Missile Bases and Major Underground Facilities - AccessDPRK, 10/23/19

I would like to thank my current Patreon supporters: Kbechs87, GreatPoppo, and Planefag.

--Jacob Bogle, 1/5/2020

Thursday, January 2, 2020

AccessDPRK in 2019


This past year has been a banner year for both the project itself and its wider goal of being a fundamental resource for helping to shed light on North Korea.

The #AccessDPRK blog will celebrate its seventh anniversary in February 2020 and currently contains 97 articles which, if printed out, would equal over 570 pages worth of material.

For 2019, I was able to write 28 articles for the project which is the most in its history. Additionally, 70 images were analyzed for those articles. A further 196 images were shared and discussed on Twitter.

Some more social media stats include: over 384,000 Twitter impressions for tweets relating to North Korea and the project (that's a 92% jump over last year), and gained over 100 new followers. I also created a Facebook page that offers a variety of material that won't always be found on Twitter.

Last year's most popular tweet was about ongoing work at the massive underground complex in Hamhung.



AccessDPRK.com traffic was also 32% higher than last year, in part because of the largest news story to come from the project thus far.
In August I wrote about an ongoing industrial leak from the Pyongsan uranium milling plant that was pouring into a river. My report was picked up by RFA before quickly spreading around the world. For a time, it was the biggest news story in South Korea. Concerns over the leak (as the river eventually flows into the Han River) spurred the South Korean government to test for possible radioactive contamination. Thankfully, no dangerous levels were detected. However, 400,000 North Koreans still use the water for drinking and farming, and the risks of heavy metal contamination is far greater for them.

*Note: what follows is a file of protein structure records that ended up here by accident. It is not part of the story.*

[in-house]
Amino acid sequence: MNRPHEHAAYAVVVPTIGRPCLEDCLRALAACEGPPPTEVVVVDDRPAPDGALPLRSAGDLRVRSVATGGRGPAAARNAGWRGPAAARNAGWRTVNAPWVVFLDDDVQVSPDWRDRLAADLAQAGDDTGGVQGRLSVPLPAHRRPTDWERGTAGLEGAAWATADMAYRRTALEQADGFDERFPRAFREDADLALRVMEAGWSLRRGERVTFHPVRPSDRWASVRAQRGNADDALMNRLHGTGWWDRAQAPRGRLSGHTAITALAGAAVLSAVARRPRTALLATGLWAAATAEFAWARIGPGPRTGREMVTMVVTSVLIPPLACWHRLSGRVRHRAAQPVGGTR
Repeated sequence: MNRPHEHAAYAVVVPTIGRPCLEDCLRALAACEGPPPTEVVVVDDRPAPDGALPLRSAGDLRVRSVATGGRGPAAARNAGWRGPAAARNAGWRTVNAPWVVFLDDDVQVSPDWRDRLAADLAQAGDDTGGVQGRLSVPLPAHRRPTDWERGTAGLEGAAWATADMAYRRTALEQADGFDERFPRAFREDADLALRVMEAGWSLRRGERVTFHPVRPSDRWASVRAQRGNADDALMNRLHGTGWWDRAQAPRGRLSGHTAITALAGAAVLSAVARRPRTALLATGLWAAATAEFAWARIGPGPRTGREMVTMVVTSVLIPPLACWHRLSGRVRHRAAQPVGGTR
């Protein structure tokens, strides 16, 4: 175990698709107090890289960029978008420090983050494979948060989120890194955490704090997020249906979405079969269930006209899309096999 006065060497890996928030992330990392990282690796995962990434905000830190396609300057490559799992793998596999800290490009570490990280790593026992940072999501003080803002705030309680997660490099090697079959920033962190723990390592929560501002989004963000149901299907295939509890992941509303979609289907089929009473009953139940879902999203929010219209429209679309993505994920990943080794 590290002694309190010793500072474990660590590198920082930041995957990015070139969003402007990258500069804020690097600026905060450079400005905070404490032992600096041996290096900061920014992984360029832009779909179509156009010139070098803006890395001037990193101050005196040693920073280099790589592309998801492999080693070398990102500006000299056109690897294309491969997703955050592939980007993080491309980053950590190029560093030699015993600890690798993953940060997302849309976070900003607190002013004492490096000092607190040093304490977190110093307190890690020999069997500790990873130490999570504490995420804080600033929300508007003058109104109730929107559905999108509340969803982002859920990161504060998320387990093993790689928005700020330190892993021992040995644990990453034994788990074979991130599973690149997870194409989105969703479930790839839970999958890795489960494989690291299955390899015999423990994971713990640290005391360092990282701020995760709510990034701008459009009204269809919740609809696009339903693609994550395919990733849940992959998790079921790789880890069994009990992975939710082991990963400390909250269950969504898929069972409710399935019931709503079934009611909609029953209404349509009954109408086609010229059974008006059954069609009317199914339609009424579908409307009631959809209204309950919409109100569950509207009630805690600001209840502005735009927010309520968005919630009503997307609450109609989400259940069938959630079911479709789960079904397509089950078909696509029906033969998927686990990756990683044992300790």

I finally set up a Patreon account so that people can directly support the project. With multiple support levels ($3, $5, $15, and $20 a month), it offers ways for people of any economic means to help. I have worked to come up with exclusive rewards and I'm currently in the process of creating even more.

Working on AccessDPRK isn't free. It costs money to have websites and domain registration, and books and other research materials come at a price. Then there's the matter of fairness. I have literally put thousands of hours into creating the maps, analyzing images, and writing articles, all because I believe in the mission of sharing information about North Korea. But I can't keep doing it alone or at the cost of working on other things in my life.
So if you see value in the last seven years of the project and look forward to more in the future, please do think about helping out. The more support I get, the more I can do. 2019 was certainly proof of that.

Speaking of doing more. Last year I added well over a thousand new places to what will become the final Google Earth-based map: Phase III. I also set a goal of completing it by 2021 and expect it to contain around 60,000 places of interest. There's nearly 100 individual categories of places that I am mapping divided into three broad sections: monuments, military, and domestic/economic. The end result will also be organized somewhat differently than 2017's Phase II, to improve its ease of use.

Finding examples of people using the project to help in their own research is always great. For the second year in a row RAND Corporation used parts of Phase II to assist in creating their report "Four Problems on the Korean Peninsula". Additionally, I was able to help a number of university students and researchers with their respective projects.